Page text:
It wouldn't work for me. I would love having a boat in Hawaii, Tahiti, Atiutaki and many other places, I just don't want the blue water dailing between them, so not much for the sailing part as much as a 'condo in various beautiful places' part.

bolt 02-03-2021 11:01 AM

Quote:

Originally Posted by Chuckanut (Post 2554684)
They don't. As a man of a certain age I have become invisible to most of the outside world. This is a huge advantage.

Life is good.

Great quote.
Micro & Pilot trawlers are certainly nice rides in certain areas of the world OP .;) Good luck & Best wishes....

38Chevy454 02-03-2021 11:24 AM

I do have a nice what some consider a luxury motorhome, and some nice old cars. Beyond that my life is pretty normal and I don't really stand out. Plenty of people have larger RVs, or old classic cars.


I have never been one to be slave to fashion, around my house I probably look more like a bum than anything when in my work clothes. Many times I have to put on nicer clothes to go to the store or somewhere away from the house. Designer clothing and fashion accessories are non-existent for me. I am just fine that way.

GTP2022 02-03-2021 11:33 AM

Sounds like a good life. Stealth wealth style. I would take pleasure in winking at the big luxury boat owners and asking about upkeep.

Chuckanut 02-03-2021 11:46 AM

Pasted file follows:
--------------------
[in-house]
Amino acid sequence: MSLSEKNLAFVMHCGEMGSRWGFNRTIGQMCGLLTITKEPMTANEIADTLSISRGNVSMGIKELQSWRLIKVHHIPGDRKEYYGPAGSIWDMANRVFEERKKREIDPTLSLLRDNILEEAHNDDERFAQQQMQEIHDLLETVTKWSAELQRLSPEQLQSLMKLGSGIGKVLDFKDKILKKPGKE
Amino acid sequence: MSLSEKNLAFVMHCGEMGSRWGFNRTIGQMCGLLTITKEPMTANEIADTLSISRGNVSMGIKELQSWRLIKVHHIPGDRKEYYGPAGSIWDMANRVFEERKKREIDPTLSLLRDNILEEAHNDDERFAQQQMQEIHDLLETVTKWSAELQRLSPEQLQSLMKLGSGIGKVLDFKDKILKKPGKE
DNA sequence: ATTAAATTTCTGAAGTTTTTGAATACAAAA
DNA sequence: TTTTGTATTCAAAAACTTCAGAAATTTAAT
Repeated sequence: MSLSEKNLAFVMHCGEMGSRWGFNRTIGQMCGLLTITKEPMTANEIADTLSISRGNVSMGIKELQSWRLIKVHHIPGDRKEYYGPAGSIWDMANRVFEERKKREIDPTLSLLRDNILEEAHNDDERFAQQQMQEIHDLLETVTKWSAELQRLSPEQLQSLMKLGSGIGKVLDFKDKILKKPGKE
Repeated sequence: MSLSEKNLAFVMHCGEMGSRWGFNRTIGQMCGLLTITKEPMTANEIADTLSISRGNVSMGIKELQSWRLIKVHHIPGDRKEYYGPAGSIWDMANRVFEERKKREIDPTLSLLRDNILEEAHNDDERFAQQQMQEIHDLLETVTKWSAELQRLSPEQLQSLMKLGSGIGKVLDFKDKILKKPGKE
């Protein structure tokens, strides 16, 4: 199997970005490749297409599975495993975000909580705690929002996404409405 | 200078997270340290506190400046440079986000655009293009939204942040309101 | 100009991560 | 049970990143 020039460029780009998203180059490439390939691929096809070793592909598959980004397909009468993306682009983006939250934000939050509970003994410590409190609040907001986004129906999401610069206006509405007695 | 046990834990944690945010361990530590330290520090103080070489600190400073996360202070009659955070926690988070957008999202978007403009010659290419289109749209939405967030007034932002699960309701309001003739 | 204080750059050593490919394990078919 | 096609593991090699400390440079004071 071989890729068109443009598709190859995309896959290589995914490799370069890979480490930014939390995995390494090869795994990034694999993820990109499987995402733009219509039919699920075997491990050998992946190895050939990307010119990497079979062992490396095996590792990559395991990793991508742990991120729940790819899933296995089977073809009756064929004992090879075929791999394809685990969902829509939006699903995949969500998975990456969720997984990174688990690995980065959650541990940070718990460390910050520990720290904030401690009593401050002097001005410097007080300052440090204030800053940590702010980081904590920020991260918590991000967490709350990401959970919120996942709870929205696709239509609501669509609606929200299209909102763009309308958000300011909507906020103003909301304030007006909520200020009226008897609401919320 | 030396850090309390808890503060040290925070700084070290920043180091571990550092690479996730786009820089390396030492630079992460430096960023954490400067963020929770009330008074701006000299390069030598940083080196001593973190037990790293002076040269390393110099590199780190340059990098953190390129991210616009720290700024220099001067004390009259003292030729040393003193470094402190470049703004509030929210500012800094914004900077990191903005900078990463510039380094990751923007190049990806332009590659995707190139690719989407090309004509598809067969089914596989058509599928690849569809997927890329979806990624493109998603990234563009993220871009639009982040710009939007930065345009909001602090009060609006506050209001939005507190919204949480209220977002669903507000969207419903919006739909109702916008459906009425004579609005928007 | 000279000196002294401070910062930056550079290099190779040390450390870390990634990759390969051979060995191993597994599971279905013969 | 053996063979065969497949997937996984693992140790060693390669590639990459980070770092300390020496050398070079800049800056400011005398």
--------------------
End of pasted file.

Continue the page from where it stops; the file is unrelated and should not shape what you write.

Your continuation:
Quote:

Originally Posted by 38Chevy454 (Post 2554702)
I
I have never been one to be slave to fashion, around my house I probably look more like a bum than anything when in my work clothes. Many times I have to put on nicer clothes to go to the store or somewhere away from the house. Designer clothing and fashion accessories are non-existent for me. I am just fine that way.

It's a lot easier to make and fit one's own style than try to keep up with what others think style should be today. It looks and feels a lot better also.

I don't try to draw attention to myself when I dress, other than perhaps, wanting people to think I have good taste (which I hope I do have). I will accessorize my wardrobe with a natty hat from time to time. That's about it. As far as I'm concerned, male fashion has always been about doing the basics right - socks match pants, proper fit, get rid of the ragged torn stuff, cleanliness, etc. A $15 shirt can look just as good as a $70 shirt if the fit is right. Just like the OP's trawler can be as great a boat to travel and live in as some fancy yacht. It fits their style. Good for them. Boat on!